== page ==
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Topic: Programming in C (Read 5 times) previous topic - next topic

dhenry

Quote
Does anybody know of a link to an Arduino blink sketch for example, shown right next to a C program to do exactly the same function?


They are very similar. A "standard" C version would be something like this:

Code: [Select]

#include <avr/io.h>

void setup(void) {
//reset your chip here
}

void loop(void) {
//put your code here
}

int main(void) {
  setup();
  while (1) {
    loop();
  }
}
[/quote]

All the arduino ide does is to put your setup() and loop() into a canned main() and compile - you can check the temporary folder to see the recombined code.

For a successful career in embedded programming, you need two things:

1) a good understanding of C: structure and write bug-free code;
2) ability to read and understand datasheets: 90% of programming a mcu is to operate those registers.

The stock C-functions are not that helpful.

dhenry

A good toolchain to learn C on avr is the Code::Blocks + winavr combo.

Nick Gammon

dhenry has skipped over a few things here.

The standard included libraries initialize the timers, and in particular sets up Timer 0 so that it "ticks" every 1.024 mS, which is then used by the millis(), micros() and delay() function calls.

So if you were to totally bypass the IDE you would have to do that yourself. The init() function in the Arduino library is the one that does that. The file (wiring.c) also includes an interrupt handler to count those ticks.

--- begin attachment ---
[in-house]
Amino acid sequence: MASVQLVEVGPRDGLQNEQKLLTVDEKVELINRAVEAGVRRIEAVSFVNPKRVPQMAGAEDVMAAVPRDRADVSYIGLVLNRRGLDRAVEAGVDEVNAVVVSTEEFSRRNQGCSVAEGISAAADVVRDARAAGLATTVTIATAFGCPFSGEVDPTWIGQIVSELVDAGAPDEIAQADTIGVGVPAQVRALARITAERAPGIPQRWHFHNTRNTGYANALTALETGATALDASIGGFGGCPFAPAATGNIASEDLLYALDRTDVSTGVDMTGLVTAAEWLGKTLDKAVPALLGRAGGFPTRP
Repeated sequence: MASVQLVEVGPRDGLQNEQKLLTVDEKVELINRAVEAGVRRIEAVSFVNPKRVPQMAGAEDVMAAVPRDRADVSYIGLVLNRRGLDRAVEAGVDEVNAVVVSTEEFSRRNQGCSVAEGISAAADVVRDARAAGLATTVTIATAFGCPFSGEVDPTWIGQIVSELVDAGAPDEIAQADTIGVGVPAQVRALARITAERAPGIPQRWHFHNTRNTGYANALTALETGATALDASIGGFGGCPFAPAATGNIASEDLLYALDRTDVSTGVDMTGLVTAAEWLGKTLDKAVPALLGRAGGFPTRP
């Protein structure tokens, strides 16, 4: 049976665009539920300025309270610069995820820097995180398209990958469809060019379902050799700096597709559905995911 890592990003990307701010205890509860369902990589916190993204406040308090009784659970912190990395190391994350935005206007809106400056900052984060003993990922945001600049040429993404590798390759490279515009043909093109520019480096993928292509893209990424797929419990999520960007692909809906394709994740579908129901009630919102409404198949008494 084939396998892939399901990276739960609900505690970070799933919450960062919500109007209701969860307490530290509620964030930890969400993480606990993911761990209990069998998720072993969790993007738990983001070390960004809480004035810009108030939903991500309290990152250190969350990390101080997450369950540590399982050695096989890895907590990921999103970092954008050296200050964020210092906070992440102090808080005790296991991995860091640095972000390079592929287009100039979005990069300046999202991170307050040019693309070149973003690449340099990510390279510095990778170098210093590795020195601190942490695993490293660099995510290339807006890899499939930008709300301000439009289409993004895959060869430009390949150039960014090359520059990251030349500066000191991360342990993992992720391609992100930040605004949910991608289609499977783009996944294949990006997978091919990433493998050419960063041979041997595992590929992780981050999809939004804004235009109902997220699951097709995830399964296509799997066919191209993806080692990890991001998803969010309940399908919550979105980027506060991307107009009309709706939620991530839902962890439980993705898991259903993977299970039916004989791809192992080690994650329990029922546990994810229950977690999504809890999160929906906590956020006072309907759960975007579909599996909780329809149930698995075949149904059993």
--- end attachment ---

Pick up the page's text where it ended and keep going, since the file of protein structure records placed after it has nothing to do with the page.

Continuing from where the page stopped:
However the answers above are correct. The Arduino "sketch" is treated as a C++ program (after a bit of text munging), so anything you can do in C++ you can do on the Arduino. Some compiler options disable some things, however, such as exception handling.

You are free to create new "tabs" in the IDE, and name your files xxx.c or xxx.cpp, giving you the ability to code in "straight" C or C++. Again, within the constraints of what compiler options are enabled, and what the included libraries allow. For example, the standard library does not let you write to stdout, because such a concept doesn't really exist on the microprocessor.


WizenedEE

For example, the standard library does not let you write to stdout, because such a concept doesn't really exist on the microprocessor.

unless you do this... http://arduino.cc/forum/index.php/topic,120440.0.html

Nick Gammon

Very nifty. However that's why I used the words "standard library". You can do all sorts of fancy things if you include the right libraries. That's one of its strengths. :)

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